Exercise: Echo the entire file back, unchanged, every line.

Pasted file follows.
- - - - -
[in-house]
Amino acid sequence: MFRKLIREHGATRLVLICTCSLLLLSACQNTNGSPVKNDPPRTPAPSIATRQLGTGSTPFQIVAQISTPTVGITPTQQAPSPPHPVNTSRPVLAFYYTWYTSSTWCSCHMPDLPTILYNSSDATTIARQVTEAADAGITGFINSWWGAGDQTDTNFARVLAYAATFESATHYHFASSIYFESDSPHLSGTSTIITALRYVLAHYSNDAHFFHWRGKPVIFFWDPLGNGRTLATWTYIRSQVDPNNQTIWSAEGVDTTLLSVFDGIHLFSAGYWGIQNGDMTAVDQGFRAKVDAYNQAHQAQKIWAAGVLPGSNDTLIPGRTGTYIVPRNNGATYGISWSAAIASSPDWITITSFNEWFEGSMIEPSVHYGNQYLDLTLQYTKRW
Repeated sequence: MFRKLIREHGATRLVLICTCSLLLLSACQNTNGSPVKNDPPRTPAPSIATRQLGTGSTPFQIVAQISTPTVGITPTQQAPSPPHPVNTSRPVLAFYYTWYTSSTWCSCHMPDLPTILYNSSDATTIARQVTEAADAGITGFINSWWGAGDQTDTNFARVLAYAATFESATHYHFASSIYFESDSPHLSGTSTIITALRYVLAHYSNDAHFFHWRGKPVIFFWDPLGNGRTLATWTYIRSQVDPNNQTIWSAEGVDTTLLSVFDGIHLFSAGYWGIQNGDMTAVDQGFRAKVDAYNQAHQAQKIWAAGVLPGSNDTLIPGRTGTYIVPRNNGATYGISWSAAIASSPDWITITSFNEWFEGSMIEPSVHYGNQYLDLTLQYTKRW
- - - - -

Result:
[in-house]
Amino acid sequence: MFRKLIREHGATRLVLICTCSLLLLSACQNTNGSPVKNDPPRTPAPSIATRQLGTGSTPFQIVAQISTPTVGITPTQQAPSPPHPVNTSRPVLAFYYTWYTSSTWCSCHMPDLPTILYNSSDATTIARQVTEAADAGITGFINSWWGAGDQTDTNFARVLAYAATFESATHYHFASSIYFESDSPHLSGTSTIITALRYVLAHYSNDAHFFHWRGKPVIFFWDPLGNGRTLATWTYIRSQVDPNNQTIWSAEGVDTTLLSVFDGIHLFSAGYWGIQNGDMTAVDQGFRAKVDAYNQAHQAQKIWAAGVLPGSNDTLIPGRTGTYIVPRNNGATYGISWSAAIASSPDWITITSFNEWFEGSMIEPSVHYGNQYLDLTLQYTKRW
Repeated sequence: MFRKLIREHGATRLVLICTCSLLLLSACQNTNGSPVKNDPPRTPAPSIATRQLGTGSTPFQIVAQISTPTVGITPTQQAPSPPHPVNTSRPVLAFYYTWYTSSTWCSCHMPDLPTILYNSSDATTIARQVTEAADAGITGFINSWWGAGDQTDTNFARVLAYAATFESATHYHFASSIYFESDSPHLSGTSTIITALRYVLAHYSNDAHFFHWRGKPVIFFWDPLGNGRTLATWTYIRSQVDPNNQTIWSAEGVDTTLLSVFDGIHLFSAGYWGIQNGDMTAVDQGFRAKVDAYNQAHQAQKIWAAGVLPGSNDTLIPGRTGTYIVPRNNGATYGISWSAAIASSPDWITITSFNEWFEGSMIEPSVHYGNQYLDLTLQYTKRW